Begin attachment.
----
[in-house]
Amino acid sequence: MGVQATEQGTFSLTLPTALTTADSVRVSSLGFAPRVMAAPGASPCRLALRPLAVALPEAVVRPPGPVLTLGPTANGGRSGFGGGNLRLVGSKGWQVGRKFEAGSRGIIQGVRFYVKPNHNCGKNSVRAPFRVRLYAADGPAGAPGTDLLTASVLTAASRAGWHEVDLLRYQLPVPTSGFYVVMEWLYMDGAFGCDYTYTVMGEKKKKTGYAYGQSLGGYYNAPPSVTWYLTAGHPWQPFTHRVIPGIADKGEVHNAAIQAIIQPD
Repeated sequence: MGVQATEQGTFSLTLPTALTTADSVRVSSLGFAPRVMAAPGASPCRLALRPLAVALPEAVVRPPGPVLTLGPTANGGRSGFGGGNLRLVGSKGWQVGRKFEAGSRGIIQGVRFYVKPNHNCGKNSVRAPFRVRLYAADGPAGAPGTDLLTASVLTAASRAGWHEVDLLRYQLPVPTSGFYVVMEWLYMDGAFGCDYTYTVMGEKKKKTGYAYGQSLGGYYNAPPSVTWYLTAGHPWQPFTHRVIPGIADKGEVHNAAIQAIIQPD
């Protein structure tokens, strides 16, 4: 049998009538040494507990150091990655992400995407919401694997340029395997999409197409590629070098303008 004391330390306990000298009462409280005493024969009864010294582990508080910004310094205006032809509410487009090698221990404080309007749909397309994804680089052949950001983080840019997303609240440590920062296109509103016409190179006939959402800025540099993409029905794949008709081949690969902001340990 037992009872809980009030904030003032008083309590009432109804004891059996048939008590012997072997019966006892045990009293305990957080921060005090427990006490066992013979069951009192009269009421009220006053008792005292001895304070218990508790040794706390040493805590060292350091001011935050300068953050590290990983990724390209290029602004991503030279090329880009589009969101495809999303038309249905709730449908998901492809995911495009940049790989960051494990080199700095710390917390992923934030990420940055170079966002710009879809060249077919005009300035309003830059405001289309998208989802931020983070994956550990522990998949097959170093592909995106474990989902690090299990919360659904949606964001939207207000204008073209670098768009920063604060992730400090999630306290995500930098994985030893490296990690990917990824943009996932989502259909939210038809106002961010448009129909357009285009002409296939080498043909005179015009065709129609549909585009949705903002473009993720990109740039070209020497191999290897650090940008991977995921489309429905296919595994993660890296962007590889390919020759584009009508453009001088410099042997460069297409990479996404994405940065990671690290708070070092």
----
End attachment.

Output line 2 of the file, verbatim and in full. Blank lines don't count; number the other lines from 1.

Amino acid sequence: MGVQATEQGTFSLTLPTALTTADSVRVSSLGFAPRVMAAPGASPCRLALRPLAVALPEAVVRPPGPVLTLGPTANGGRSGFGGGNLRLVGSKGWQVGRKFEAGSRGIIQGVRFYVKPNHNCGKNSVRAPFRVRLYAADGPAGAPGTDLLTASVLTAASRAGWHEVDLLRYQLPVPTSGFYVVMEWLYMDGAFGCDYTYTVMGEKKKKTGYAYGQSLGGYYNAPPSVTWYLTAGHPWQPFTHRVIPGIADKGEVHNAAIQAIIQPD